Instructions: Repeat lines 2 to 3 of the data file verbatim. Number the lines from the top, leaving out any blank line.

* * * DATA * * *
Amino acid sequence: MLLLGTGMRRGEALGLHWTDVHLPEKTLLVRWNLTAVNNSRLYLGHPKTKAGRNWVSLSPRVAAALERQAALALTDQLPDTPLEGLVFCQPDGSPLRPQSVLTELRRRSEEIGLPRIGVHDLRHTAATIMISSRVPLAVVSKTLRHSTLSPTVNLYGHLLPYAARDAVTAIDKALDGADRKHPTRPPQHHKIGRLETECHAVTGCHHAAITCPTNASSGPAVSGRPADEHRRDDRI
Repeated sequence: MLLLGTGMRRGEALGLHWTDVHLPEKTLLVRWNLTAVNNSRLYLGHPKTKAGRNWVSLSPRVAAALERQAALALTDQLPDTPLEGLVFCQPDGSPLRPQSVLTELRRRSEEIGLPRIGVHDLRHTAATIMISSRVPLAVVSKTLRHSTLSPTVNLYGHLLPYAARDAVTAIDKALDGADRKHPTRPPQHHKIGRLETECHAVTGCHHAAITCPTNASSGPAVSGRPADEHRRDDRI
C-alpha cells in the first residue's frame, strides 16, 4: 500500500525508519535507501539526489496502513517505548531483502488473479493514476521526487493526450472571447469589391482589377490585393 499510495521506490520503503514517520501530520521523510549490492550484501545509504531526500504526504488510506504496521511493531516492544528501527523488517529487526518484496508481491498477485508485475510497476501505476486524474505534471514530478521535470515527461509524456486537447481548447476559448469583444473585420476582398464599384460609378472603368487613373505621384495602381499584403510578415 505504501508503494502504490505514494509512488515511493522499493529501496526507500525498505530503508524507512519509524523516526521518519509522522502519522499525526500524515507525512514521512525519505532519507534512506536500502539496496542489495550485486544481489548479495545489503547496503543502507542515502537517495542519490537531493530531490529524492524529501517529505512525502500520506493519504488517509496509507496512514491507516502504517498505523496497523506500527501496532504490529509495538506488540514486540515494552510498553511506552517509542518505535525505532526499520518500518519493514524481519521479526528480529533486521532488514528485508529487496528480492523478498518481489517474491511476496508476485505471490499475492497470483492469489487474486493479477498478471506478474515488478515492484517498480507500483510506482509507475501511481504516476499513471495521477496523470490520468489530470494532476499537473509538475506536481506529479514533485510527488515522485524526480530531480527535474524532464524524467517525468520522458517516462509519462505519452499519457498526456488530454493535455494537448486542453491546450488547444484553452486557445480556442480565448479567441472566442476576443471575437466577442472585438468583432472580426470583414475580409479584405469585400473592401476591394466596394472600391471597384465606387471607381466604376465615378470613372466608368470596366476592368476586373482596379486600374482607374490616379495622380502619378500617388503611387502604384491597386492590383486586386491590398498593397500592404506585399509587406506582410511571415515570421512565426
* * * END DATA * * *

Repeated sequence: MLLLGTGMRRGEALGLHWTDVHLPEKTLLVRWNLTAVNNSRLYLGHPKTKAGRNWVSLSPRVAAALERQAALALTDQLPDTPLEGLVFCQPDGSPLRPQSVLTELRRRSEEIGLPRIGVHDLRHTAATIMISSRVPLAVVSKTLRHSTLSPTVNLYGHLLPYAARDAVTAIDKALDGADRKHPTRPPQHHKIGRLETECHAVTGCHHAAITCPTNASSGPAVSGRPADEHRRDDRI
C-alpha cells in the first residue's frame, strides 16, 4: 500500500525508519535507501539526489496502513517505548531483502488473479493514476521526487493526450472571447469589391482589377490585393 499510495521506490520503503514517520501530520521523510549490492550484501545509504531526500504526504488510506504496521511493531516492544528501527523488517529487526518484496508481491498477485508485475510497476501505476486524474505534471514530478521535470515527461509524456486537447481548447476559448469583444473585420476582398464599384460609378472603368487613373505621384495602381499584403510578415 505504501508503494502504490505514494509512488515511493522499493529501496526507500525498505530503508524507512519509524523516526521518519509522522502519522499525526500524515507525512514521512525519505532519507534512506536500502539496496542489495550485486544481489548479495545489503547496503543502507542515502537517495542519490537531493530531490529524492524529501517529505512525502500520506493519504488517509496509507496512514491507516502504517498505523496497523506500527501496532504490529509495538506488540514486540515494552510498553511506552517509542518505535525505532526499520518500518519493514524481519521479526528480529533486521532488514528485508529487496528480492523478498518481489517474491511476496508476485505471490499475492497470483492469489487474486493479477498478471506478474515488478515492484517498480507500483510506482509507475501511481504516476499513471495521477496523470490520468489530470494532476499537473509538475506536481506529479514533485510527488515522485524526480530531480527535474524532464524524467517525468520522458517516462509519462505519452499519457498526456488530454493535455494537448486542453491546450488547444484553452486557445480556442480565448479567441472566442476576443471575437466577442472585438468583432472580426470583414475580409479584405469585400473592401476591394466596394472600391471597384465606387471607381466604376465615378470613372466608368470596366476592368476586373482596379486600374482607374490616379495622380502619378500617388503611387502604384491597386492590383486586386491590398498593397500592404506585399509587406506582410511571415515570421512565426